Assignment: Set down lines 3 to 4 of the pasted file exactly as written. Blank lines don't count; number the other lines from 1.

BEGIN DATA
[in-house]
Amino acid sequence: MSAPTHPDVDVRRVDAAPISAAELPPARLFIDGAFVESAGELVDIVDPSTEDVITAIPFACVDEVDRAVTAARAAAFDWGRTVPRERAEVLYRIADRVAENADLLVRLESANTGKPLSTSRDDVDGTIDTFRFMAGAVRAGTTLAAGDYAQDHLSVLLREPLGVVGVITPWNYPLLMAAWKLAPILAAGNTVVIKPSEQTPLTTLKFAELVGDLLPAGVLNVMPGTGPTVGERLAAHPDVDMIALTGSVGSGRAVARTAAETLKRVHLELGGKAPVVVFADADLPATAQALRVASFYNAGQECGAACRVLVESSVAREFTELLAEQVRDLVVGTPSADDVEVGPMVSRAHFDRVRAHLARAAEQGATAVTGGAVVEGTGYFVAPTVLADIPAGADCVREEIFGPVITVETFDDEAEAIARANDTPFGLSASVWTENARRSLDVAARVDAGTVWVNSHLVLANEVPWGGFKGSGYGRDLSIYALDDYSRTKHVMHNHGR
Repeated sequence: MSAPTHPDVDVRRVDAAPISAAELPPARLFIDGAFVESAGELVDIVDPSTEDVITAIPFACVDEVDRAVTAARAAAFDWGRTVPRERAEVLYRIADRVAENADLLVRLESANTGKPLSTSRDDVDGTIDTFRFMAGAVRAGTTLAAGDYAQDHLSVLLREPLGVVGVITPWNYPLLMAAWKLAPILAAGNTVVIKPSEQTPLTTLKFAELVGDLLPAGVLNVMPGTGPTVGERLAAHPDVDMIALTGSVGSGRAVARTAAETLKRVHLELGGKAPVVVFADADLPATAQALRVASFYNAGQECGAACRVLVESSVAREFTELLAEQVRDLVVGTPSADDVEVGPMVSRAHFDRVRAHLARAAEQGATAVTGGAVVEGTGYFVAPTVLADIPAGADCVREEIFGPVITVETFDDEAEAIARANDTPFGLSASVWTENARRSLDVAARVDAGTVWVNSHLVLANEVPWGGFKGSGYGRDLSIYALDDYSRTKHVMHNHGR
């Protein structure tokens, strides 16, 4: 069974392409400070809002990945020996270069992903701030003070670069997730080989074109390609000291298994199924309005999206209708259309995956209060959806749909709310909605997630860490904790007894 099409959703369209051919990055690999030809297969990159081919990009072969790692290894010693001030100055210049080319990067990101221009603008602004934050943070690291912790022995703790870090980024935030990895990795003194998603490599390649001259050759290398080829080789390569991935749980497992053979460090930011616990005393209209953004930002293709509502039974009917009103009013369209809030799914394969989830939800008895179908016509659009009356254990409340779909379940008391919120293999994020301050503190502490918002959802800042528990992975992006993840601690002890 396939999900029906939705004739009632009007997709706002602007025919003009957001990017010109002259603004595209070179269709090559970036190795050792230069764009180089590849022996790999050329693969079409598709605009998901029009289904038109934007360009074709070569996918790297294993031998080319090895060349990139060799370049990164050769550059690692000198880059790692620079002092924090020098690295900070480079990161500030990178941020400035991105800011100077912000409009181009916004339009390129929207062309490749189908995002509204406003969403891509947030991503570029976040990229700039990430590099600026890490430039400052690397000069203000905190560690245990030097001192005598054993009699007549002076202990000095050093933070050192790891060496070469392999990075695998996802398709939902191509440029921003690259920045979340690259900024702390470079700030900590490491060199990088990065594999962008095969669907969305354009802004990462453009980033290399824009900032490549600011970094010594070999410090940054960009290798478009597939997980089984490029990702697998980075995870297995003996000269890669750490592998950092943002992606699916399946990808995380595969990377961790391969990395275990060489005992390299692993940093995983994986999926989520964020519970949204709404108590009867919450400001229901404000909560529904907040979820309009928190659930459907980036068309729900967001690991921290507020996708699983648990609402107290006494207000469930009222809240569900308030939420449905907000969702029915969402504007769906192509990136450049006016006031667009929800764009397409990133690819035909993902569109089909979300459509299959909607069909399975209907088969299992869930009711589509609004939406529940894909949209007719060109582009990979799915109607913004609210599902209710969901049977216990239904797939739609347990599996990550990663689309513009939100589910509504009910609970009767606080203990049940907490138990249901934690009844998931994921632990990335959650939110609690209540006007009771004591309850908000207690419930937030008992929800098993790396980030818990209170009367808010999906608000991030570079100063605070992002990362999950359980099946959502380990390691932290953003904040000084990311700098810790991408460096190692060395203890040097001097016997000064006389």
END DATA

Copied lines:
Repeated sequence: MSAPTHPDVDVRRVDAAPISAAELPPARLFIDGAFVESAGELVDIVDPSTEDVITAIPFACVDEVDRAVTAARAAAFDWGRTVPRERAEVLYRIADRVAENADLLVRLESANTGKPLSTSRDDVDGTIDTFRFMAGAVRAGTTLAAGDYAQDHLSVLLREPLGVVGVITPWNYPLLMAAWKLAPILAAGNTVVIKPSEQTPLTTLKFAELVGDLLPAGVLNVMPGTGPTVGERLAAHPDVDMIALTGSVGSGRAVARTAAETLKRVHLELGGKAPVVVFADADLPATAQALRVASFYNAGQECGAACRVLVESSVAREFTELLAEQVRDLVVGTPSADDVEVGPMVSRAHFDRVRAHLARAAEQGATAVTGGAVVEGTGYFVAPTVLADIPAGADCVREEIFGPVITVETFDDEAEAIARANDTPFGLSASVWTENARRSLDVAARVDAGTVWVNSHLVLANEVPWGGFKGSGYGRDLSIYALDDYSRTKHVMHNHGR
């Protein structure tokens, strides 16, 4: 069974392409400070809002990945020996270069992903701030003070670069997730080989074109390609000291298994199924309005999206209708259309995956209060959806749909709310909605997630860490904790007894 099409959703369209051919990055690999030809297969990159081919990009072969790692290894010693001030100055210049080319990067990101221009603008602004934050943070690291912790022995703790870090980024935030990895990795003194998603490599390649001259050759290398080829080789390569991935749980497992053979460090930011616990005393209209953004930002293709509502039974009917009103009013369209809030799914394969989830939800008895179908016509659009009356254990409340779909379940008391919120293999994020301050503190502490918002959802800042528990992975992006993840601690002890 396939999900029906939705004739009632009007997709706002602007025919003009957001990017010109002259603004595209070179269709090559970036190795050792230069764009180089590849022996790999050329693969079409598709605009998901029009289904038109934007360009074709070569996918790297294993031998080319090895060349990139060799370049990164050769550059690692000198880059790692620079002092924090020098690295900070480079990161500030990178941020400035991105800011100077912000409009181009916004339009390129929207062309490749189908995002509204406003969403891509947030991503570029976040990229700039990430590099600026890490430039400052690397000069203000905190560690245990030097001192005598054993009699007549002076202990000095050093933070050192790891060496070469392999990075695998996802398709939902191509440029921003690259920045979340690259900024702390470079700030900590490491060199990088990065594999962008095969669907969305354009802004990462453009980033290399824009900032490549600011970094010594070999410090940054960009290798478009597939997980089984490029990702697998980075995870297995003996000269890669750490592998950092943002992606699916399946990808995380595969990377961790391969990395275990060489005992390299692993940093995983994986999926989520964020519970949204709404108590009867919450400001229901404000909560529904907040979820309009928190659930459907980036068309729900967001690991921290507020996708699983648990609402107290006494207000469930009222809240569900308030939420449905907000969702029915969402504007769906192509990136450049006016006031667009929800764009397409990133690819035909993902569109089909979300459509299959909607069909399975209907088969299992869930009711589509609004939406529940894909949209007719060109582009990979799915109607913004609210599902209710969901049977216990239904797939739609347990599996990550990663689309513009939100589910509504009910609970009767606080203990049940907490138990249901934690009844998931994921632990990335959650939110609690209540006007009771004591309850908000207690419930937030008992929800098993790396980030818990209170009367808010999906608000991030570079100063605070992002990362999950359980099946959502380990390691932290953003904040000084990311700098810790991408460096190692060395203890040097001097016997000064006389």